1      Now a certain man was sick, named Lazarus, of Bethany, the town of Mary and her sister Martha.

2      (It was that Mary which anointed the Lord with ointment, and wiped his feet with her hair, whose brother Lazarus was sick.)

3      Therefore his sisters sent unto him, saying, Lord, behold, he whom thou lovest is sick.

4      When Jesus heard that, he said, This sickness is not unto death, but for the glory of God, that the Son of God might be glorified thereby.

5      Now Jesus loved Martha, and her sister, and Lazarus.

6      When he had heard therefore that he was sick, he abode two days still in the same place where he was.

7      Then after that saith he to his disciples, Let us go into Judaea again.

8      His disciples say unto him, Master, the Jews of late sought to stone thee; and goest thou thither again?

9      Jesus answered, Are there not twelve hours in the day? If any man walk in the day, he stumbleth not, because he seeth the light of this world.

10     But if a man walk in the night, he stumbleth, because there is no light in him.

11     These things said he: and after that he saith unto them, Our friend Lazarus sleepeth; but I go, that I may awake him out of sleep.

12     Then said his disciples, Lord, if he sleep, he shall do well.

13     Howbeit Jesus spake of his death: but they thought that he had spoken of taking of rest in sleep.

14     Then said Jesus unto them plainly, Lazarus is dead.

15     And I am glad for your sakes that I was not there, to the intent ye may believe; nevertheless let us go unto him.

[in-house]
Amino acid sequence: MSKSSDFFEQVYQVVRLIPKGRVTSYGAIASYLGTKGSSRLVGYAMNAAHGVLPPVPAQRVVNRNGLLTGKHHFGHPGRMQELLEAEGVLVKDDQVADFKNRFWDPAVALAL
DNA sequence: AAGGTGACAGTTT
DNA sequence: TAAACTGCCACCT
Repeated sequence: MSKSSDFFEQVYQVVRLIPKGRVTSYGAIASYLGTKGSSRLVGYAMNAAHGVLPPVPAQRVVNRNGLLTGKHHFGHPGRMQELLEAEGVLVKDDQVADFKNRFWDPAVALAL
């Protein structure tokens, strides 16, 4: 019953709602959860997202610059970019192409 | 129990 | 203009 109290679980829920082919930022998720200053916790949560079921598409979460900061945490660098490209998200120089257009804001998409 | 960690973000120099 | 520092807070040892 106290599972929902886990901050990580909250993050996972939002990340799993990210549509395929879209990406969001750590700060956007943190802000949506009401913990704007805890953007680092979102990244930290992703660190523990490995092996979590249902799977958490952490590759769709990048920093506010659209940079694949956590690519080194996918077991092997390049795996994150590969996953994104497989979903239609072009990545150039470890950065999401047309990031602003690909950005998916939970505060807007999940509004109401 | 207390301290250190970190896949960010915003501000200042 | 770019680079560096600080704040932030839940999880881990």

16     Then said Thomas, which is called Didymus, unto his fellowdisciples, Let us also go, that we may die with him.

17     Then when Jesus came, he found that he had lain in the grave four days already.

18     Now Bethany was nigh unto Jerusalem, about fifteen furlongs off:

19     And many of the Jews came to Martha and Mary, to comfort them concerning their brother.

20     Then Martha, as soon as she heard that Jesus was coming, went and met him: but Mary sat still in the house.

21     Then said Martha unto Jesus, Lord, if thou hadst been here, my brother had not died.

22     But I know, that even now, whatsoever thou wilt ask of God, God will give it thee.

23     Jesus saith unto her, Thy brother shall rise again.

24     Martha saith unto him, I know that he shall rise again in the resurrection at the last day.

25     Jesus said unto her, I am the resurrection, and the life: he that believeth in me, though he were dead, yet shall he live:

26     And whosoever liveth and believeth in me shall never die. Believest thou this?

27     She saith unto him, Yea, Lord: I believe that thou art the Christ, the Son of God, which should come into the world.

28     And when she had so said, she went her way, and called Mary her sister secretly, saying, The Master is come, and calleth for thee.

29     As soon as she heard that, she arose quickly, and came unto him.

30     Now Jesus was not yet come into the town, but was in that place where Martha met him.

31     The Jews then which were with her in the house, and comforted her, when they saw Mary, that she rose up hastily and went out, followed her, saying, She goeth unto the grave to weep there.